cetinerg@itu.edu.tr

Dr.B.G.Cetiner

DECISION MAKING

Decision Making Under Certainty Linear Programming


Example
A factory is producing two products (X and Y).
$10 profit per unit of product X and $14 per unit of product Y.
What is the production level of x units of product X and y units of
product Y that maximizes the profit P?

Maximize P=10x+14y

cetinerg@itu.edu.tr

Dr.B.G.Cetiner

DECISION MAKING

Decision Making Under Certainty Linear Programming

Units of product y

Maximize P=10x+14y
0
0
7
=
P
0
2
6
0
=
5
P
3
=
P P=700

60
50
40
30
20

$700 by selling 70 units of X or 50 units of Y


$620 by selling 62 units of X or 44.3 units of Y
$350 by selling 35 units of X or 25 units of Y

For example for 70 units of X


we get P of 700 (10*70)
And from P=14y
700=14y
y=50

10

Isoprofit line
10

20 30 40 50 60 70 80
Units of product x

cetinerg@itu.edu.tr

Dr.B.G.Cetiner

DECISION MAKING

Decision Making Under Certainty Linear Programming

Your production (and profit) is subject to resource limitations, or constraints.


You employ 5 workers (3 machinists and 2 assemblers), each works only 40 hours a week.

Units of product y

CONSTRAINTS
Product X requires 3 hours of machining and 1 hour assembly per unit
Product Y requires 2 hours of machining and 2 hours of assembly per unit
Constraints expressed mathematically
1. 3x+2y 120 (hours machining time)
2. x + 2y 80 (hours assembly time)
Constraint 1
3x+2y 120
Maximum Profit point
Constraint 2
within constraints
x + 2y 80

60
50
40
30
20
10

P=10x+14y
=20*10+30*14
=620

20 30 40 50 60 70 80
Units of product x
cetinerg@itu.edu.tr

P=620

10

Dr.B.G.Cetiner

DECISION MAKING

Decision Making Under Certainty Linear Programming

Company makes two desks:


Type

Material Usage

Profit

Wood

Metal

Plastic

Red

10

15

115

Blue

20

16

10

90

Available Raw Material:


Wood
200
Metal
128
Plastic
220

Maximize profit

Steps:
Determine decision variables: They are red and blue desks.
Determine objective function: P=115.X1+90.X2
Determine constraint functions and plot them: 10 x1 20 x 2 200

4 x1 16 x 2 128
15 x1 10 x 2 220
x1 0
x2 0
cetinerg@itu.edu.tr

Dr.B.G.Cetiner

DECISION MAKING

Decision Making Under Certainty Linear Programming

ISOPROFIT LINE

Optimum points can


be found graphically

15x1 + 10 x2 = 220

10x1 + 20 x2 = 200

Optimum
XX2 2

P=115.X1+90.X2
P=115.12+90.4
P=1740 Maximum Profit

4x1 + 16 x2 = 128

Feasible
Region
Optimum X1

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X1

12
Dr.B.G.Cetiner

DECISION MAKING

Decision Making Under Certainty Linear Programming

COMPUTER SOLUTION
In reality, we have more than 2 variables (dimensions) not like machining and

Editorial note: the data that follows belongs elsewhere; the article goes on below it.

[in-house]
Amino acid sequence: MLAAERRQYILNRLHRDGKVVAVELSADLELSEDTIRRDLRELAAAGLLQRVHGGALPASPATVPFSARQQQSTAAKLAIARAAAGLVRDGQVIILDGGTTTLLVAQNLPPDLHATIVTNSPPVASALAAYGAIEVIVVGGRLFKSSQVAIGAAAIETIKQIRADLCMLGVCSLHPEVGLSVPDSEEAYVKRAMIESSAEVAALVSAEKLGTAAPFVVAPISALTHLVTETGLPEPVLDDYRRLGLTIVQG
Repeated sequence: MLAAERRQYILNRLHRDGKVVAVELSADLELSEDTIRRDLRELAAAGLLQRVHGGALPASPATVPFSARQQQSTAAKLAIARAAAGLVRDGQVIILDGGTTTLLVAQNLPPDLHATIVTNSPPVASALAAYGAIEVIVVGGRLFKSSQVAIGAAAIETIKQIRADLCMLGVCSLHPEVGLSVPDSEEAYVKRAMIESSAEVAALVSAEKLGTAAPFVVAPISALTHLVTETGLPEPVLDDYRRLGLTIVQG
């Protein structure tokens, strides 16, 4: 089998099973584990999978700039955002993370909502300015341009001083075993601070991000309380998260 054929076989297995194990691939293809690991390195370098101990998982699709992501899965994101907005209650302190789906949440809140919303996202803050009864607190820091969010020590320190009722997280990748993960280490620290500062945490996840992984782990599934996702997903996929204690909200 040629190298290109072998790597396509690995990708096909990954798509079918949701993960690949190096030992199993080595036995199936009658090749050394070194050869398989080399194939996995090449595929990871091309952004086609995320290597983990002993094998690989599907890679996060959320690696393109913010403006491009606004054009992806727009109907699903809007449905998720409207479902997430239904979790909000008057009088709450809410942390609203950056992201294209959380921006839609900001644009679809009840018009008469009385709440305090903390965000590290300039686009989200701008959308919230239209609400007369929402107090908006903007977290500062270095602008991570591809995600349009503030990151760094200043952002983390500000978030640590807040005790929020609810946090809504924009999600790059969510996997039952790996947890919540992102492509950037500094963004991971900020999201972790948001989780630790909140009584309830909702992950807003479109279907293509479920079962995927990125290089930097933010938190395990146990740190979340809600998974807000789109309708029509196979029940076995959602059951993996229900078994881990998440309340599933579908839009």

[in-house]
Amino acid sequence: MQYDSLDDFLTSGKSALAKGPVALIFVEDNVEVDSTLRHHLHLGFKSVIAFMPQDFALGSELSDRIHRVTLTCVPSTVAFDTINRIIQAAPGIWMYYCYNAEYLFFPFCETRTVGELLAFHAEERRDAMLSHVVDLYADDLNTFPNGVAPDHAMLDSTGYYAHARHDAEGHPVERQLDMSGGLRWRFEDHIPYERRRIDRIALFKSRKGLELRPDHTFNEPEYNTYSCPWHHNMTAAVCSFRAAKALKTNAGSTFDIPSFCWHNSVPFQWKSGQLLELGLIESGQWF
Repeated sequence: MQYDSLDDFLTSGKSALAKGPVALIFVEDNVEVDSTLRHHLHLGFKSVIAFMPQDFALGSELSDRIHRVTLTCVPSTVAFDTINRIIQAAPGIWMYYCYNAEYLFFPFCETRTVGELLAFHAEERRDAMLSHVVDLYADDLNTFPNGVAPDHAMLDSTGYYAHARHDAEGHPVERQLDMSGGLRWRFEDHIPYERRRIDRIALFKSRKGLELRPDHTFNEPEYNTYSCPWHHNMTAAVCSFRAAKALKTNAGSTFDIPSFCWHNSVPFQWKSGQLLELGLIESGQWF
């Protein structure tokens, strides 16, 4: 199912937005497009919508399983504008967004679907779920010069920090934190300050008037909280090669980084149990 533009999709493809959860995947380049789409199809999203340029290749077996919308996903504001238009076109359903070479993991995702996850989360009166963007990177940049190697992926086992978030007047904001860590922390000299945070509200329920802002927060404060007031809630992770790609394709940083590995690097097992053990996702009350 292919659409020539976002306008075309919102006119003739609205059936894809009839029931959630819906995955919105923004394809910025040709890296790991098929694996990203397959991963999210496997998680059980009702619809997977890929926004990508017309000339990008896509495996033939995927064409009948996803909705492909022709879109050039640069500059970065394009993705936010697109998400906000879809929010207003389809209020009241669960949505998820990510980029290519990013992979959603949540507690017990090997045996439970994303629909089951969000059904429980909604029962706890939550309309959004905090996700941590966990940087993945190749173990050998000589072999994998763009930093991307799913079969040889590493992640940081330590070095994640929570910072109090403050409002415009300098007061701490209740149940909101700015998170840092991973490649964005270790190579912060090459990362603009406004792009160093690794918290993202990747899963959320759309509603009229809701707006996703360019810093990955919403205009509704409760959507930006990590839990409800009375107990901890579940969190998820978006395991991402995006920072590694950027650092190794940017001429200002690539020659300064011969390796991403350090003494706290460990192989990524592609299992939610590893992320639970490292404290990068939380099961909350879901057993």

assembling only.
Computer solution called Simplex method has been developed to be used with
many variables.
For example, an AT&T model of current and future telephone demand has got
42000 variables taking 4 to 7 computer hours for single run.
For example, one model of the domestic long-distance network has 800000
variables and would take weeks for one solution.
Narendra Karmarkar at AT&T Laboratories has developed a shortcut method *
based on projective geometry that is 50 to 100 times faster.
* The Startling Discovery Bell Labs Kept in Shadows, Business Week,
September 21, 1987, pp.69, 72, 76
cetinerg@itu.edu.tr

Dr.B.G.Cetiner

DECISION MAKING

Decision Making Under Certainty Linear Programming

HOMEWORK 1
You operate a small wooden toy company making two products: alphabet blocks
and wooden trucks. Your profit is $30 per box of blocks and $40 per box of trucks.
Producing a box of blocks requires one hour of woodworking and two hours of
painting; producing a box of trucks takes three hours of woodworking but only one
hour of painting. You employ three woodworkers and two painters, each working
40 hours a week. How many boxes of blocks (B) and trucks (T) should you make
each week to maximize profit? Solve graphically (using millimetric paper) as a
linear program and confirm analytically.

cetinerg@itu.edu.tr

Dr.B.G.Cetiner

DECISION MAKING

Decision Making Under Risk

There exist a number of possible future states of Nature Nj.


Each Nj has a known (or assumed) probability pj of occurring.
There may not be one future state that results in the best outcome for
all alternatives Ai.

cetinerg@itu.edu.tr

Dr.B.G.Cetiner

DECISION MAKING

Decision Making Under Risk


Solution
Calculate Expected Values (Ei)

Ei=

Choose the Alternative Ai giving


(pjOij) the highest expected value

j=1

cetinerg@itu.edu.tr

Dr.B.G.Cetiner

DECISION MAKING Decision Making Under Risk Calculate Expected Values (Ei)

Example of Decision Making Under Risk


State of Nature
Pro
bab
il i

Alternatives

ties

Insure house

Ei=

j=1

(pjOij)

P1 =0.999
$-200

Do not Insure house


n

Not Fire
Fire
in your house in your house

P2=0.001
$-200
$-100,000

Would you insure your house or not?